Best Spring Hikes in the U.S. from The 10 Best Spring Hikes in the U.S.

The 10 Best Spring Hikes in the U.S.

Best Spring Hikes in the U.S.

Spring is the time to take in the budding flowers, enjoy the mild temperatures and avoid the crowds that flock to some of these amazing trails in the summer. Before long it will be time to dust off those hiking boots and take them out for a few challenging trails, which is why we’ve put together a list of some great spring hikes.

Upper Yosemite Falls—Yosemite National Park, Calif.

Take on one of the tougher day hikes in Yosemite and see the falls at their most magnificent. When the ice begins to melt, the falls are at their most powerful and you may even feel the mist from some spots on the trail. The 7.2 mile trek offers plenty of scenic lookouts, including Colombia Rock, which offers a breathtaking view of Yosemite Valley, Half Dome, and Sentinel Rock. You don’t have to summit to catch some amazing views, but if you can make it up through the melting snow and ice, we highly recommend it.

Waihee Ridge Trail—Maui, Hawaii

The Waihee ridgeline is beautiful any time of year but the bright greenery and cool temperatures of spring offer hikers a real treat. This five mile hike climbs more than 1,500 feet through lush forest and over a winding ridge. The beginning of the hike may be a bit brutal but the views of water cascading off Makamaka'ole Falls are amazing and seeing the valley from the farthest peak is incredibly surreal.

Maroon Lake Scenic Trail—Aspen, Colo.

The views on this trail are said to be Colorado’s most photographed landscape, but the hikes are not to be overshadowed. The area offers everything from easy, but rewarding two-mile hikes to treks peaks that stand at more than 14,000 feet each. With the popularity of the area, you won’t be alone in your adventure, but spring is the time to enjoy lighter crowds and, in late spring, you might catch some blossoming wildflowers.

Cascade Mountain—Keene, N.Y.

Named for the waterfalls at the mountain's base, Cascade is one of the 46 Adirondack High Peaks, and is said to be the easiest to scale. A great choice for beginners or anyone looking for a stunning view of New York's Green mountains and Lake Champlain, the 4.2 mile hike is classified as easy, but the views are hard to come by anywhere else.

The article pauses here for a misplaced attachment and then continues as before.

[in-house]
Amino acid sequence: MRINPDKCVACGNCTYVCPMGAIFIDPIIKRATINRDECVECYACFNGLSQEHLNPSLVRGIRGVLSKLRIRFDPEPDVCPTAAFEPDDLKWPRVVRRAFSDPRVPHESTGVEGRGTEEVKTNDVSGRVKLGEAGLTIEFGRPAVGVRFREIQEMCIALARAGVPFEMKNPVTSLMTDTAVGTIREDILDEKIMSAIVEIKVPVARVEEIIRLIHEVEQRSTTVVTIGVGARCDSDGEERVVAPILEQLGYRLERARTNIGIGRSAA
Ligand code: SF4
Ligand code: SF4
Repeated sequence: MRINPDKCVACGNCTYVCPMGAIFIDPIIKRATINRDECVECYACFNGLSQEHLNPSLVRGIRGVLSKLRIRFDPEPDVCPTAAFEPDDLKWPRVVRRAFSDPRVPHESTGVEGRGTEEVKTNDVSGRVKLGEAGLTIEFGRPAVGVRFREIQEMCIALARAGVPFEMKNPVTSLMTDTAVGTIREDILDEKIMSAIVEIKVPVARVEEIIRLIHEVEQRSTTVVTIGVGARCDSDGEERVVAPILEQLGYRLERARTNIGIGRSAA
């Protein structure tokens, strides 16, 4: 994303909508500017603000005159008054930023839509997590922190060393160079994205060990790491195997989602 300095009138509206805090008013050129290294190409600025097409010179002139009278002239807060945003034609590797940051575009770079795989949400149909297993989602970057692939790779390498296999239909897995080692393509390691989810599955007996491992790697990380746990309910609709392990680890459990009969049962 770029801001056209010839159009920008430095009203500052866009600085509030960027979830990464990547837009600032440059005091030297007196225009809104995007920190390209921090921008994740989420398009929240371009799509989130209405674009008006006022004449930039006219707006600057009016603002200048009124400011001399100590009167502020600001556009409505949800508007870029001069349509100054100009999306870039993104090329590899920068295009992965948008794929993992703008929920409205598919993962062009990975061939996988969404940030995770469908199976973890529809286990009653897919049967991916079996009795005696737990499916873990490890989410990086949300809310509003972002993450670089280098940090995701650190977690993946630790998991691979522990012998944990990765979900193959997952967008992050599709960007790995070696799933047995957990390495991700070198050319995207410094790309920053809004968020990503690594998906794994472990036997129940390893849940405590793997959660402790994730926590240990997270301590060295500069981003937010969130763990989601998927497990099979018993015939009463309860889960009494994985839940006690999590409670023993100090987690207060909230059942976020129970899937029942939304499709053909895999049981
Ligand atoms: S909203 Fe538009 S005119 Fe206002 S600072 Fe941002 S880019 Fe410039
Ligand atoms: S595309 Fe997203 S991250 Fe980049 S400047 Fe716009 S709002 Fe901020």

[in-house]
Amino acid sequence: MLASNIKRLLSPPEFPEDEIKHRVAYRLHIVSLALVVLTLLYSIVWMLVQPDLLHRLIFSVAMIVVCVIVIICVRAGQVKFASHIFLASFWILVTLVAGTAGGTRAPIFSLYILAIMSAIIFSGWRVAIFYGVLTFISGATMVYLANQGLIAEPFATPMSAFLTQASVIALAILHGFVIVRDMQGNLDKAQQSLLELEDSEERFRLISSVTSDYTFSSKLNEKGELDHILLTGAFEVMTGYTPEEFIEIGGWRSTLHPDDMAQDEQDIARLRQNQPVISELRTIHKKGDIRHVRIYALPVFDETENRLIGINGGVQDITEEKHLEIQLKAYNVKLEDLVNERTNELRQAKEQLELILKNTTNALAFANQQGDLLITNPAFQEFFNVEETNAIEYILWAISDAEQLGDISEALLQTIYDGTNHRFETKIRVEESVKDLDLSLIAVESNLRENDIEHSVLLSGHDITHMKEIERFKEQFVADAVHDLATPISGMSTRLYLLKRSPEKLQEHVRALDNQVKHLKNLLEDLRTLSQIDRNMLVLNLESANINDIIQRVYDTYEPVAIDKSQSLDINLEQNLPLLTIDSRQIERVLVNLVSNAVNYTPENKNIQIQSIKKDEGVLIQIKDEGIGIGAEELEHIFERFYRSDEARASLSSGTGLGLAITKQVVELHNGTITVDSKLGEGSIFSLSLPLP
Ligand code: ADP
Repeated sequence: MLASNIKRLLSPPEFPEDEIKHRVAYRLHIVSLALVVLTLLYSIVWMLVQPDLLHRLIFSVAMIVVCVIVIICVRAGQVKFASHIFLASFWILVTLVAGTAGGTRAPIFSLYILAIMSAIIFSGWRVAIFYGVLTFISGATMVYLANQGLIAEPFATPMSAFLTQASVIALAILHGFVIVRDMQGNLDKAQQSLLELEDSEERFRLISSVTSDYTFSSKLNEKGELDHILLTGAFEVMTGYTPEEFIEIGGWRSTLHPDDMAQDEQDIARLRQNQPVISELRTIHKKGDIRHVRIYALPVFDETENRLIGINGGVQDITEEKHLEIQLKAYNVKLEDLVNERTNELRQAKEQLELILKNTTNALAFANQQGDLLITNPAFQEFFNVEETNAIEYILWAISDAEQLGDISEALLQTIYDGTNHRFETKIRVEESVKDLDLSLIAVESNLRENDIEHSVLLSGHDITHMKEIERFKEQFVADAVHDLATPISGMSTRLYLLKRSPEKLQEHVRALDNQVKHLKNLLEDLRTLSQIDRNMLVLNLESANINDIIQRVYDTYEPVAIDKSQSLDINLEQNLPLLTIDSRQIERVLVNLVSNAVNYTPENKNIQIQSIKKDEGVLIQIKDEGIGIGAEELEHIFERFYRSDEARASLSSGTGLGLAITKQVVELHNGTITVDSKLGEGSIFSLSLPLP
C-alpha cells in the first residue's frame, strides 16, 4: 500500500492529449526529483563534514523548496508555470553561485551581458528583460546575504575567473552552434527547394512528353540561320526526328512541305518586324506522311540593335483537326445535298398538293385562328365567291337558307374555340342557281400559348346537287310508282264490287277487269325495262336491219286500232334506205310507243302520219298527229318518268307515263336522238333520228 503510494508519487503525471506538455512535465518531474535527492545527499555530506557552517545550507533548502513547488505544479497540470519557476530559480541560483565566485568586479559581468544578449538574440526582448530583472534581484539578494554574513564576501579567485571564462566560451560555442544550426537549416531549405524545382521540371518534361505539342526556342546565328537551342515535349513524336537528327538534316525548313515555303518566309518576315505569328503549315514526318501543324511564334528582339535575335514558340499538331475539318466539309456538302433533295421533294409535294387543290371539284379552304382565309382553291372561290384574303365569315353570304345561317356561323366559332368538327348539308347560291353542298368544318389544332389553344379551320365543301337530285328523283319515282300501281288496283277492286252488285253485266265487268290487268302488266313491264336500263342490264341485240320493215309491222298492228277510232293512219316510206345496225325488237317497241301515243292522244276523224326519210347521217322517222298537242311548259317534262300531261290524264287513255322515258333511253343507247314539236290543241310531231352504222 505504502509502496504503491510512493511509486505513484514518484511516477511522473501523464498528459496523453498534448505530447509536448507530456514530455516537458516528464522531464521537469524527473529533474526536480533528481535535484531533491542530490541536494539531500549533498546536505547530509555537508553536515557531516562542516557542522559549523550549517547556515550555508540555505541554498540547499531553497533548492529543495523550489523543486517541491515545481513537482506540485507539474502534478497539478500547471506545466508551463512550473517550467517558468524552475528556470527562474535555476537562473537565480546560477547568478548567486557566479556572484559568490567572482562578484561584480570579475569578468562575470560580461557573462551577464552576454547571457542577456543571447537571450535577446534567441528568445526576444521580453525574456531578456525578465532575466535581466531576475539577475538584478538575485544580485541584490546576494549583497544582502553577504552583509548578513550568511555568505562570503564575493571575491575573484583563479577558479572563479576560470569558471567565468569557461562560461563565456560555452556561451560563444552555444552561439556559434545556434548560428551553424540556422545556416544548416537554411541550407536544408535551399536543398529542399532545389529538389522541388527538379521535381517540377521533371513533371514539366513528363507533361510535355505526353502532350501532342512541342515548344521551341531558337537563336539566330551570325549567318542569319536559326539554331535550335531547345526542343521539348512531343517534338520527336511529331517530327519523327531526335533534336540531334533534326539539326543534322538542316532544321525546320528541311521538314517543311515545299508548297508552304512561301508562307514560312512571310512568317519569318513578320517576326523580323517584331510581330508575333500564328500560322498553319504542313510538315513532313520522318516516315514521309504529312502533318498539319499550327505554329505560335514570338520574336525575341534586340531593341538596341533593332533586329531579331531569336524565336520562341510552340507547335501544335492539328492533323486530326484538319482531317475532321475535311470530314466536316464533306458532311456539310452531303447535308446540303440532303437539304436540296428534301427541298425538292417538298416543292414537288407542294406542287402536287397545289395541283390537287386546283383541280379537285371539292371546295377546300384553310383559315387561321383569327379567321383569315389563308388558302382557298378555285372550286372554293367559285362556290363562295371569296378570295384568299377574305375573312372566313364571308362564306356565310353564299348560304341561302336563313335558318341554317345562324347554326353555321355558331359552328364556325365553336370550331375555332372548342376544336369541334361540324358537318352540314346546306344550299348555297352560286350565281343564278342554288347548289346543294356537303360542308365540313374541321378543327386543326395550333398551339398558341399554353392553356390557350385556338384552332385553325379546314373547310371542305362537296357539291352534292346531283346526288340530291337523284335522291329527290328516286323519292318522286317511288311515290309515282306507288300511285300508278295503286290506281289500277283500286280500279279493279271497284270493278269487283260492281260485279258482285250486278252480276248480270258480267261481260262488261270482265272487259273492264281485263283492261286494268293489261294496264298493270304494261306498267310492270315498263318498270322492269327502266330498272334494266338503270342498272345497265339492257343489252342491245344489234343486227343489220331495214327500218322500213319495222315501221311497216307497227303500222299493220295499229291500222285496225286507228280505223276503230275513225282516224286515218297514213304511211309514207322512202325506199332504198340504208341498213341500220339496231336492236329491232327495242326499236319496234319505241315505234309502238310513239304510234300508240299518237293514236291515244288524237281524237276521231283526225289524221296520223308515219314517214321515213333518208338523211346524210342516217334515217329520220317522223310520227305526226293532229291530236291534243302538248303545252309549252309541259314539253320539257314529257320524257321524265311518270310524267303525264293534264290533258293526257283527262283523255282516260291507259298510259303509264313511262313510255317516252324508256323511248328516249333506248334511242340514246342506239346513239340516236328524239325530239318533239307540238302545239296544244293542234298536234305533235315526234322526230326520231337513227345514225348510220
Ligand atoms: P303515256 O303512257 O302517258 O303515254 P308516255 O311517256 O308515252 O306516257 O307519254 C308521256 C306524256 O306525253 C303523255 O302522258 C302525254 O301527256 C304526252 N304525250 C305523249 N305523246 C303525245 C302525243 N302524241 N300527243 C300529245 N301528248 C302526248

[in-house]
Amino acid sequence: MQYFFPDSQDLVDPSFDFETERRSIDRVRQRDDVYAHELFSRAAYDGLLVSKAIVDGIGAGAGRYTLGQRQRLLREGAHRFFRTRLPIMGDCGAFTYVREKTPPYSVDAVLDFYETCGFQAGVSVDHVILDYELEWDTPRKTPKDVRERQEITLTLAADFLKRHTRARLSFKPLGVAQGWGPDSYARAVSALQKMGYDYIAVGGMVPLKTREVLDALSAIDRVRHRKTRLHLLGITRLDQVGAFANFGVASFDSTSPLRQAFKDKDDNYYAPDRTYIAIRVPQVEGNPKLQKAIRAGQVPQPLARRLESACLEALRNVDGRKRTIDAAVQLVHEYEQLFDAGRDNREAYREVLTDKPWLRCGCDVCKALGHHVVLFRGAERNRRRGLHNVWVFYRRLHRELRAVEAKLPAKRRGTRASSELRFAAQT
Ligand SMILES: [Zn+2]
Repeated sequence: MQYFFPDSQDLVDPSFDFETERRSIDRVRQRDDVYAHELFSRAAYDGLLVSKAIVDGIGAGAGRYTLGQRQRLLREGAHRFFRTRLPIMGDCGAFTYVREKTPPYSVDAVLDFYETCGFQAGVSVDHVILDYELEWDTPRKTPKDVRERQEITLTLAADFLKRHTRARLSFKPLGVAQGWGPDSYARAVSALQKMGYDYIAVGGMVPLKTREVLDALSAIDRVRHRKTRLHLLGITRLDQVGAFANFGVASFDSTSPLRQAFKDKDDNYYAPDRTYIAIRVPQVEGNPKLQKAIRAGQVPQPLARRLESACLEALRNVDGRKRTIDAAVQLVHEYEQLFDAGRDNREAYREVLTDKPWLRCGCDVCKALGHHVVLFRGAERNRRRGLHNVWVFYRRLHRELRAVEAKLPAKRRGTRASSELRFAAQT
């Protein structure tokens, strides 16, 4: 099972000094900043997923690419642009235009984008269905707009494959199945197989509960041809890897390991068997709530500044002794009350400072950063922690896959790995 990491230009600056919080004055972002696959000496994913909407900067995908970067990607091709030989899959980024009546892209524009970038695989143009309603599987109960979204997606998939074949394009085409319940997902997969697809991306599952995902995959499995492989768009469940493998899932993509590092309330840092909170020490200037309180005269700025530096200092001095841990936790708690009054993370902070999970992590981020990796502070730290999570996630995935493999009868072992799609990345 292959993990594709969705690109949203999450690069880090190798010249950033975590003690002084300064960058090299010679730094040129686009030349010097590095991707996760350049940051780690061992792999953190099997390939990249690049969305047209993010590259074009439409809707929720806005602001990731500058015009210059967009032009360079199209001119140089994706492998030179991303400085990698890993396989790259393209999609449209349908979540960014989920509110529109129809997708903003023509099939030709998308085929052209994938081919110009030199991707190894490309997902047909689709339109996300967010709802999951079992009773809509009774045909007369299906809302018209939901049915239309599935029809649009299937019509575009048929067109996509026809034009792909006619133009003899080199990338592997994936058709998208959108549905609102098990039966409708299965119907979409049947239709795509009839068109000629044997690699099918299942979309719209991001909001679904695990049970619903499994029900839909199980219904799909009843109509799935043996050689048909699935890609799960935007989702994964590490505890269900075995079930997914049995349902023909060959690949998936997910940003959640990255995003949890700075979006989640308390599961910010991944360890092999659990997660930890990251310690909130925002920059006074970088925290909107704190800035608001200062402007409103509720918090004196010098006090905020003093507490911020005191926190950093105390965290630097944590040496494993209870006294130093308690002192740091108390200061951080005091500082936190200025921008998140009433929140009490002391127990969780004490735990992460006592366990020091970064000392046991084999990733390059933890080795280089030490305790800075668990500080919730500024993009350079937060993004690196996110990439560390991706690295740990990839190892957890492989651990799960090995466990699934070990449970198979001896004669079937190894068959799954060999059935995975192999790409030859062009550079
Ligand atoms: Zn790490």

Angels Landing—Zion National Park, Utah

Angels Landing may have been named for its remote route, but the difficult trek is well worth the effort. Begin by scaling cliffs with the help of chains bolted into rock and reach the best views by negotiating a narrow rock fin with steep dropoffs on either side. Hikers enjoy spring at Zion for the temperate climate and sparse greenery, but regardless of the time of year red rock fans and dare devil hikers won’t be able to pass on this amazing trek.

Jacks River Trail—Epworth, Ga.

Vast, well-preserved Cohutta wilderness is home to one of the best trails in the Southeast. Jacks River Trail follows its namesake, and crosses occasionally, so don’t count on staying completely dry. The trail offers access to lush greenery, clear swimming holes and ideal camping spots. The full hike is 16.2 miles long, which makes it a perfect weekend hike for those with some experience.

Neahkahnie Mountain—Arch Cape, Ore.

Set in Oswald West State Park, this 7.6-mile hike on Neahkahnie Mountain is classified as challenging, but it’s also said to be the best way to see the Oregon coast. Total elevation gain is marked at 1,700 feet, but must-see views of the Pacific make the effort more than worthwhile.

Honey Creek Loop—Oneida, Tenn.

The Honey Creek Loop is the most challenging trail in the area, recommended for expert hikers only, but it’s worth the effort. The trail offers a descent into a cliff-enclosed pool, a look at a waterfall, an array of unique rock formations throughout and several creek crossings. For the short five and a half mile hike, experts say you’ll need at least an hour per mile and warn against going after a big storm, as the extra water could make this challenging trail nearly impossible.

Tall Trees Grove—Redwood National Park, Calif.

Home to some of the tallest trees on earth, Redwood National Park is a must-see spot in the spring and Tall Trees Grove is the perfect hard-to-access hike. For preservation reasons, park officials only let in a limited number of cars each day so get to the Kuchel Visitor Center early. The hike is almost eight miles long (round trip) and just getting to the trailhead requires a 45-minute drive but the serenity and remoteness is worth the journey. 

Hemmed-In-Hollow Falls—Buffalo National River, Ark.

This top spot for paddlers is also a hiker’s haven and the area is most impressive in the spring. With the water flowing rapidly, hikers can take in the view of Hemmed-In-Hollow Falls, standing at 204 feet high it’s one of the tallest cascades in the Midwest. Hike 3.8 miles to reach the falls and tackle some serious incline on the way to the breathtaking sight.